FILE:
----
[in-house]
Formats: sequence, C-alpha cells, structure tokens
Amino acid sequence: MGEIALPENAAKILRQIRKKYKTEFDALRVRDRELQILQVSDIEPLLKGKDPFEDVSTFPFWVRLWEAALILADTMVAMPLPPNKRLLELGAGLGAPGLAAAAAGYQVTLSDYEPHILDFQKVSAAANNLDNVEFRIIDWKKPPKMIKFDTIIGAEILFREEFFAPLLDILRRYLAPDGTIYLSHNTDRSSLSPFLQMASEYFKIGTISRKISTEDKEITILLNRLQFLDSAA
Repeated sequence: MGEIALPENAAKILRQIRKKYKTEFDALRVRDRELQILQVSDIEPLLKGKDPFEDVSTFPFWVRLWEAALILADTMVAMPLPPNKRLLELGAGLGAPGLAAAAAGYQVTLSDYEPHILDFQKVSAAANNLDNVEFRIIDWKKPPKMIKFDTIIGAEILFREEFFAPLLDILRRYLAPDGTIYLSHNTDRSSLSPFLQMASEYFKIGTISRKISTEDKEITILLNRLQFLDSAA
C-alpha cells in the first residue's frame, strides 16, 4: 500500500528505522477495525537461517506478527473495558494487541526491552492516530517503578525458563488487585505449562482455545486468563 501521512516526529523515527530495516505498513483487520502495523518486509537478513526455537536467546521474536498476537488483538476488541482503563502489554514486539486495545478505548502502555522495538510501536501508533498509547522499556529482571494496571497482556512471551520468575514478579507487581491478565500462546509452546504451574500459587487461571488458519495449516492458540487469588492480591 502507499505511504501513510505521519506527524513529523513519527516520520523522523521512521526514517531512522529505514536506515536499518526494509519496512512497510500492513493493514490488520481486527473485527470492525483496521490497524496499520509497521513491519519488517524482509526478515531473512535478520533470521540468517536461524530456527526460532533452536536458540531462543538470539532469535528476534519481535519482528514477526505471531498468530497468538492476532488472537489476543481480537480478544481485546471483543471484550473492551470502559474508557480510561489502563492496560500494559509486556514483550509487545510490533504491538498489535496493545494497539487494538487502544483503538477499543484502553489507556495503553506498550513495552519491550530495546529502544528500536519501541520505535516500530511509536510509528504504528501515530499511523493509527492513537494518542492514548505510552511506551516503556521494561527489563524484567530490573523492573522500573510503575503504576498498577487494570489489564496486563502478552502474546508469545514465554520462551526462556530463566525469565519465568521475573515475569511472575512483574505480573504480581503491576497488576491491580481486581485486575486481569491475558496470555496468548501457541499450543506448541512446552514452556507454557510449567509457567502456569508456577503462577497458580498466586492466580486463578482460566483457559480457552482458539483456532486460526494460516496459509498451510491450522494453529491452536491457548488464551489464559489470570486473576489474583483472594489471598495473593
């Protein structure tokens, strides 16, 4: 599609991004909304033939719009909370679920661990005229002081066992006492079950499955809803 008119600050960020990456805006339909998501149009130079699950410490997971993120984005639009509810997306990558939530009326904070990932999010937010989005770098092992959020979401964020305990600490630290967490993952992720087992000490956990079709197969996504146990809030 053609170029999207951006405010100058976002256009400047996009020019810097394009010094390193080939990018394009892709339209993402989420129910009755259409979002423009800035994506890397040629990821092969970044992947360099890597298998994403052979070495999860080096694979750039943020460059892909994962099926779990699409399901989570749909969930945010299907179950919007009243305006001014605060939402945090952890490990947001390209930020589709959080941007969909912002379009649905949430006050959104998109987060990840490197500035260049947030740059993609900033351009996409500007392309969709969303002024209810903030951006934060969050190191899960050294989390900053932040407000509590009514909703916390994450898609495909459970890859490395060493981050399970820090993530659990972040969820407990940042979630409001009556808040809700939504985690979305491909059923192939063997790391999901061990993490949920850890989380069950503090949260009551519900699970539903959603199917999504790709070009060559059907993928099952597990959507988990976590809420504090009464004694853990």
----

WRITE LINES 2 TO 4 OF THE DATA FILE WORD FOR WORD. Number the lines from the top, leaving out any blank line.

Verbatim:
Formats: sequence, C-alpha cells, structure tokens
Amino acid sequence: MGEIALPENAAKILRQIRKKYKTEFDALRVRDRELQILQVSDIEPLLKGKDPFEDVSTFPFWVRLWEAALILADTMVAMPLPPNKRLLELGAGLGAPGLAAAAAGYQVTLSDYEPHILDFQKVSAAANNLDNVEFRIIDWKKPPKMIKFDTIIGAEILFREEFFAPLLDILRRYLAPDGTIYLSHNTDRSSLSPFLQMASEYFKIGTISRKISTEDKEITILLNRLQFLDSAA
Repeated sequence: MGEIALPENAAKILRQIRKKYKTEFDALRVRDRELQILQVSDIEPLLKGKDPFEDVSTFPFWVRLWEAALILADTMVAMPLPPNKRLLELGAGLGAPGLAAAAAGYQVTLSDYEPHILDFQKVSAAANNLDNVEFRIIDWKKPPKMIKFDTIIGAEILFREEFFAPLLDILRRYLAPDGTIYLSHNTDRSSLSPFLQMASEYFKIGTISRKISTEDKEITILLNRLQFLDSAA